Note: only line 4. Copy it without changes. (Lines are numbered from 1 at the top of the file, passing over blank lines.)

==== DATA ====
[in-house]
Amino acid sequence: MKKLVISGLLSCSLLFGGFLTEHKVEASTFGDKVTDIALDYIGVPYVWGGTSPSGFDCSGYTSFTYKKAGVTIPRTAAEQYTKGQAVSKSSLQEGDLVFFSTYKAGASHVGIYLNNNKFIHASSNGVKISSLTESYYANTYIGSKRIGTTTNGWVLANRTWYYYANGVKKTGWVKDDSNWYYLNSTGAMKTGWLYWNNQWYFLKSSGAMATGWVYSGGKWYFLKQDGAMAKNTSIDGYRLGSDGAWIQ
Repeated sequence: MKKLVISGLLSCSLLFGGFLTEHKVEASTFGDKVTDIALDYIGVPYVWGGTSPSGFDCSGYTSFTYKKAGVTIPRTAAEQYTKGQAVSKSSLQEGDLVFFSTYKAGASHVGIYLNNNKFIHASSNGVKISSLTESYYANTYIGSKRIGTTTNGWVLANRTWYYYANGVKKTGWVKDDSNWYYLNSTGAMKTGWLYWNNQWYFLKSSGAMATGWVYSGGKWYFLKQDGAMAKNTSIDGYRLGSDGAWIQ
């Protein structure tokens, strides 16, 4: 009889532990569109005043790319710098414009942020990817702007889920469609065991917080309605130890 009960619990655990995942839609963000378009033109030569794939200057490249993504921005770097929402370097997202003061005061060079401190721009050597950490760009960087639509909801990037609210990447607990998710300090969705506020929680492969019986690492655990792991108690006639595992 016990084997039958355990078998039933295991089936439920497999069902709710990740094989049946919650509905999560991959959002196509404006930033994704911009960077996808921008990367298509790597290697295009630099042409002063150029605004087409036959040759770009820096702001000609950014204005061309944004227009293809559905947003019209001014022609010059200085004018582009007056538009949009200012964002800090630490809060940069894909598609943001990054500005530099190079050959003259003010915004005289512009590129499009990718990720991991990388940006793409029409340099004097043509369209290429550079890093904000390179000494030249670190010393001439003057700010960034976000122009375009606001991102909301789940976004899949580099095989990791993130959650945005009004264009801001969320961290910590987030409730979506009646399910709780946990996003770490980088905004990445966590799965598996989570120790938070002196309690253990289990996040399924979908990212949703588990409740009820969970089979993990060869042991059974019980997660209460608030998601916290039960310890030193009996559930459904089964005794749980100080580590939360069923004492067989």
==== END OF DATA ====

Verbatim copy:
């Protein structure tokens, strides 16, 4: 009889532990569109005043790319710098414009942020990817702007889920469609065991917080309605130890 009960619990655990995942839609963000378009033109030569794939200057490249993504921005770097929402370097997202003061005061060079401190721009050597950490760009960087639509909801990037609210990447607990998710300090969705506020929680492969019986690492655990792991108690006639595992 016990084997039958355990078998039933295991089936439920497999069902709710990740094989049946919650509905999560991959959002196509404006930033994704911009960077996808921008990367298509790597290697295009630099042409002063150029605004087409036959040759770009820096702001000609950014204005061309944004227009293809559905947003019209001014022609010059200085004018582009007056538009949009200012964002800090630490809060940069894909598609943001990054500005530099190079050959003259003010915004005289512009590129499009990718990720991991990388940006793409029409340099004097043509369209290429550079890093904000390179000494030249670190010393001439003057700010960034976000122009375009606001991102909301789940976004899949580099095989990791993130959650945005009004264009801001969320961290910590987030409730979506009646399910709780946990996003770490980088905004990445966590799965598996989570120790938070002196309690253990289990996040399924979908990212949703588990409740009820969970089979993990060869042991059974019980997660209460608030998601916290039960310890030193009996559930459904089964005794749980100080580590939360069923004492067989």